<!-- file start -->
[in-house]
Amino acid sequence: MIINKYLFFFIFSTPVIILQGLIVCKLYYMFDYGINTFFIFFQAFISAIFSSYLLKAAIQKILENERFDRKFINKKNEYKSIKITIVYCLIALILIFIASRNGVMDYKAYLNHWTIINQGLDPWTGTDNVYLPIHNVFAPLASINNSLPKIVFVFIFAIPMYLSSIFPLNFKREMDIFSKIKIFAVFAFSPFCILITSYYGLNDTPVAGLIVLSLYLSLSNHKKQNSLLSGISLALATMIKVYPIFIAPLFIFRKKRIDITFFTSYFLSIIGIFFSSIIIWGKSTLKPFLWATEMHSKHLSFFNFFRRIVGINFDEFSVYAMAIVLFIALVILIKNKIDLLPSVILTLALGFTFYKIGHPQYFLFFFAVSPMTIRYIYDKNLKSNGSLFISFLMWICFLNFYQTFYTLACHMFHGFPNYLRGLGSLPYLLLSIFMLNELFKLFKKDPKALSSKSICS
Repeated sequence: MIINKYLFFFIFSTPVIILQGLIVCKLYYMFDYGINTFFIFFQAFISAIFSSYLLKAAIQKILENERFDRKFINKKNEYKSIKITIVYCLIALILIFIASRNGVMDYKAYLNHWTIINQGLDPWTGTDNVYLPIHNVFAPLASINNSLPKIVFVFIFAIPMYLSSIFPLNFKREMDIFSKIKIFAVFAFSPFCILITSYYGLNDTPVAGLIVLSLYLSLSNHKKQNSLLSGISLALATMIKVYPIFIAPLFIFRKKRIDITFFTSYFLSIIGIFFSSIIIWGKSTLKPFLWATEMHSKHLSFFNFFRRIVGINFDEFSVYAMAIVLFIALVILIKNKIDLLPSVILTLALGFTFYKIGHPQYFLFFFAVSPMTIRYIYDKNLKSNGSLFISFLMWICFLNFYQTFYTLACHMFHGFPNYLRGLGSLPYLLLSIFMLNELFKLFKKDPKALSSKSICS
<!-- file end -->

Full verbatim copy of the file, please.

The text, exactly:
[in-house]
Amino acid sequence: MIINKYLFFFIFSTPVIILQGLIVCKLYYMFDYGINTFFIFFQAFISAIFSSYLLKAAIQKILENERFDRKFINKKNEYKSIKITIVYCLIALILIFIASRNGVMDYKAYLNHWTIINQGLDPWTGTDNVYLPIHNVFAPLASINNSLPKIVFVFIFAIPMYLSSIFPLNFKREMDIFSKIKIFAVFAFSPFCILITSYYGLNDTPVAGLIVLSLYLSLSNHKKQNSLLSGISLALATMIKVYPIFIAPLFIFRKKRIDITFFTSYFLSIIGIFFSSIIIWGKSTLKPFLWATEMHSKHLSFFNFFRRIVGINFDEFSVYAMAIVLFIALVILIKNKIDLLPSVILTLALGFTFYKIGHPQYFLFFFAVSPMTIRYIYDKNLKSNGSLFISFLMWICFLNFYQTFYTLACHMFHGFPNYLRGLGSLPYLLLSIFMLNELFKLFKKDPKALSSKSICS
Repeated sequence: MIINKYLFFFIFSTPVIILQGLIVCKLYYMFDYGINTFFIFFQAFISAIFSSYLLKAAIQKILENERFDRKFINKKNEYKSIKITIVYCLIALILIFIASRNGVMDYKAYLNHWTIINQGLDPWTGTDNVYLPIHNVFAPLASINNSLPKIVFVFIFAIPMYLSSIFPLNFKREMDIFSKIKIFAVFAFSPFCILITSYYGLNDTPVAGLIVLSLYLSLSNHKKQNSLLSGISLALATMIKVYPIFIAPLFIFRKKRIDITFFTSYFLSIIGIFFSSIIIWGKSTLKPFLWATEMHSKHLSFFNFFRRIVGINFDEFSVYAMAIVLFIALVILIKNKIDLLPSVILTLALGFTFYKIGHPQYFLFFFAVSPMTIRYIYDKNLKSNGSLFISFLMWICFLNFYQTFYTLACHMFHGFPNYLRGLGSLPYLLLSIFMLNELFKLFKKDPKALSSKSICS